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Cyber-bullying leaves a permanent footprint

Oct 19, 2020, 8:50 AM

Image of two teenage girls looking on their cell phones, this story involves bullying and the red f...

FILE: A review of the Indicators of School Crime and Safety shows that only 20% of school bullying incidents are reported. (Shutterstock)

(Shutterstock)

SALT LAKE CITY — October is National Bullying Prevention Month. Mental health experts say online abuse can have longer-lasting effects than in-person bullying.

Dr. David Greenfield, the founder of The Center for Internet and Technology Addiction and Assistant Clinical Professor of Psychiatry at the University of Connecticut School of Medicine, said cyber-bullying leaves a permanent footprint.

“That’s not to say that bullying in real-time is okay or any less upsetting to a person,” said Greenfield “but this has a life span that is endless.”

The reasons for cyber-bullying are the same for any other type of abuse–insecurity. But it’s also complex stated Greenfield.

“Bullies typically express their own insecurity and vulnerability by picking on somebody else. So it’s always an expression of issues that the bully has,” Greenfield explained.

“Add to that,” Greenfield continued, “posting on a social media page or Instagram feed requires little or no effort. And there’s a sense that it’s not real.”

Children are particularly vulnerable to cyber-bullying 

Being a digital citizen is the first step in protecting your child — both from being bullied and becoming the bully. So parents have to get educated.

Greenfield points out that pre-pandemic, parents knew where their kids were going, who they were with and what they were doing, most of the time.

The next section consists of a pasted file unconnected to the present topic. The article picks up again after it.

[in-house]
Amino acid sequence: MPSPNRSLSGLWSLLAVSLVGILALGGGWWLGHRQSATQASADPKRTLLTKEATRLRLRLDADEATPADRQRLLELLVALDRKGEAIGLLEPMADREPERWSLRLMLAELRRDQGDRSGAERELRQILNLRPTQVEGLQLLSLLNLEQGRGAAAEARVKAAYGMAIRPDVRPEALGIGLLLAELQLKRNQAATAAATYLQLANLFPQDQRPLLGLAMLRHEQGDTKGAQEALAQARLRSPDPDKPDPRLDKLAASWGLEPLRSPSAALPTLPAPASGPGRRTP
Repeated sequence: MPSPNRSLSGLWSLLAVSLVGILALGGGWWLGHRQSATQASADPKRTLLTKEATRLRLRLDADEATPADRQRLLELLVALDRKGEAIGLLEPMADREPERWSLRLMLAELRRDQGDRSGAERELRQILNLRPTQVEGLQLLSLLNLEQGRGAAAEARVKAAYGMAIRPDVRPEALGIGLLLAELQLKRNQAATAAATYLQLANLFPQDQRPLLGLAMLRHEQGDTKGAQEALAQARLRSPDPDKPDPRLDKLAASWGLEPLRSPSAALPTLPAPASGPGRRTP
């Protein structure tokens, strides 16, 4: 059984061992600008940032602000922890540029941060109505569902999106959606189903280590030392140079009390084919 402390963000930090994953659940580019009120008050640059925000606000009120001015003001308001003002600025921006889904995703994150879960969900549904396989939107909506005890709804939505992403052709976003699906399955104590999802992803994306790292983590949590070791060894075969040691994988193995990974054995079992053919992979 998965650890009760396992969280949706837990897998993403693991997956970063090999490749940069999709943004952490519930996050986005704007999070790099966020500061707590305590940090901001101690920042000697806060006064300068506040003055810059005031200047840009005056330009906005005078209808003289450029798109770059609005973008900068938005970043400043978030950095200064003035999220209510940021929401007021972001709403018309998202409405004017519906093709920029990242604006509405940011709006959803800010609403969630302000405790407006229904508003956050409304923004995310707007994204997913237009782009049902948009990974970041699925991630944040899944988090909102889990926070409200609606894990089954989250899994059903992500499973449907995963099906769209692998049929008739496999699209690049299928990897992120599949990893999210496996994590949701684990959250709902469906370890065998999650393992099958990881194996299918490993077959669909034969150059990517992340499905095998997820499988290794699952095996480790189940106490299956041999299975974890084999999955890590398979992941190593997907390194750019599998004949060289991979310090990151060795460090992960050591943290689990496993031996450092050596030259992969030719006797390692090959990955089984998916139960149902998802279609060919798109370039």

“But do they know which websites their kids are visiting and how much time they’re spending there?” he asked. “Parents need to take the same interest and focus on what their kids are doing on-line.”

Greenfield stated the first step is to educate your kids about the risks and security issues of being online. It will be similar to telling kids not to go with someone they don’t know just because they are offered candy or asked to help search for a lost puppy. 

And parents need to have open discussions about what kids are doing said Greenfield.

“Kids can be dangerous when they cyber-bully.  Parents need to assume that their child can be either a victim or the offender — and sometimes they can be both.”

Additionally, the psychological damage of being bullied can lead children to do destructive things and even take their own lives.

“The only way to stop the abuser is to educate them what abuse looks like and ask why they feel the need to bully others.”  Greenfield continued “and the parents need to learn how to filter what apps their kids are exposed to prevent them from being bullied.”

Ways to protect children from online bullies

There are tools parents can use to monitor what their children are exposed to online without searching through a kid’s smartphone or computer.

Greenfield recommends using the app Circle. It’s a Parental Control app that lets parents manage screen-time and monitor all websites and apps visited on your home network. 

But even if you don’t use Circle, he says parents need to use some type of online monitoring system.

“TikTok and Snapchat are two of the most common apps teens and pre-teens are using to bully each other right now,” said Greenfield.

He also said instant communication apps are constantly being updated and changed which is why it is so important to monitor what sites your kid’s visit because bullying takes place everywhere.

“It can take place on email. It can take place, believe it or not, on the back end of apps being used for school. It can be on the comment section of video apps and sporting apps. We’ve seen it everywhere.”

 

 

 

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Cyber-bullying leaves a permanent footprint